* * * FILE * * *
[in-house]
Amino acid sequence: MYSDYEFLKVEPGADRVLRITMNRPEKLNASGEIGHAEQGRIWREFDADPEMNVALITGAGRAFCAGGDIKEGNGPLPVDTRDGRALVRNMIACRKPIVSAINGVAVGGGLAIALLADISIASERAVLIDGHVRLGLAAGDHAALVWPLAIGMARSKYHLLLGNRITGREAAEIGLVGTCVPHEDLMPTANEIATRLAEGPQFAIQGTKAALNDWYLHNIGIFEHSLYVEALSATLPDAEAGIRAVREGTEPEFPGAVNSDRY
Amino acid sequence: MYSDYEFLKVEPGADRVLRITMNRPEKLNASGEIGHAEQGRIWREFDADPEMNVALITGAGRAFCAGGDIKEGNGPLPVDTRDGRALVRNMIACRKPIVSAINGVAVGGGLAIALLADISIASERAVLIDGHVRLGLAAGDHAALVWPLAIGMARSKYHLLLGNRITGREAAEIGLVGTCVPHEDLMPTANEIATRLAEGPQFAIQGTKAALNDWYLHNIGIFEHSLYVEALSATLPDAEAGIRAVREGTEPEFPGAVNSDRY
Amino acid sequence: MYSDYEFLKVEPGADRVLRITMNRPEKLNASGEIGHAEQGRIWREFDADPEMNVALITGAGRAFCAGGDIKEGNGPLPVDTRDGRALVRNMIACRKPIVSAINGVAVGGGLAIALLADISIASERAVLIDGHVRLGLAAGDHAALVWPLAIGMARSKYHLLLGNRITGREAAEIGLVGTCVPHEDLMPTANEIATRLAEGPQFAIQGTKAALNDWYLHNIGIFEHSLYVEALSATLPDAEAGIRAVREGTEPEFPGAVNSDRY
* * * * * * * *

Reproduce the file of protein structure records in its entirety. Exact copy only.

[in-house]
Amino acid sequence: MYSDYEFLKVEPGADRVLRITMNRPEKLNASGEIGHAEQGRIWREFDADPEMNVALITGAGRAFCAGGDIKEGNGPLPVDTRDGRALVRNMIACRKPIVSAINGVAVGGGLAIALLADISIASERAVLIDGHVRLGLAAGDHAALVWPLAIGMARSKYHLLLGNRITGREAAEIGLVGTCVPHEDLMPTANEIATRLAEGPQFAIQGTKAALNDWYLHNIGIFEHSLYVEALSATLPDAEAGIRAVREGTEPEFPGAVNSDRY
Amino acid sequence: MYSDYEFLKVEPGADRVLRITMNRPEKLNASGEIGHAEQGRIWREFDADPEMNVALITGAGRAFCAGGDIKEGNGPLPVDTRDGRALVRNMIACRKPIVSAINGVAVGGGLAIALLADISIASERAVLIDGHVRLGLAAGDHAALVWPLAIGMARSKYHLLLGNRITGREAAEIGLVGTCVPHEDLMPTANEIATRLAEGPQFAIQGTKAALNDWYLHNIGIFEHSLYVEALSATLPDAEAGIRAVREGTEPEFPGAVNSDRY
Amino acid sequence: MYSDYEFLKVEPGADRVLRITMNRPEKLNASGEIGHAEQGRIWREFDADPEMNVALITGAGRAFCAGGDIKEGNGPLPVDTRDGRALVRNMIACRKPIVSAINGVAVGGGLAIALLADISIASERAVLIDGHVRLGLAAGDHAALVWPLAIGMARSKYHLLLGNRITGREAAEIGLVGTCVPHEDLMPTANEIATRLAEGPQFAIQGTKAALNDWYLHNIGIFEHSLYVEALSATLPDAEAGIRAVREGTEPEFPGAVNSDRY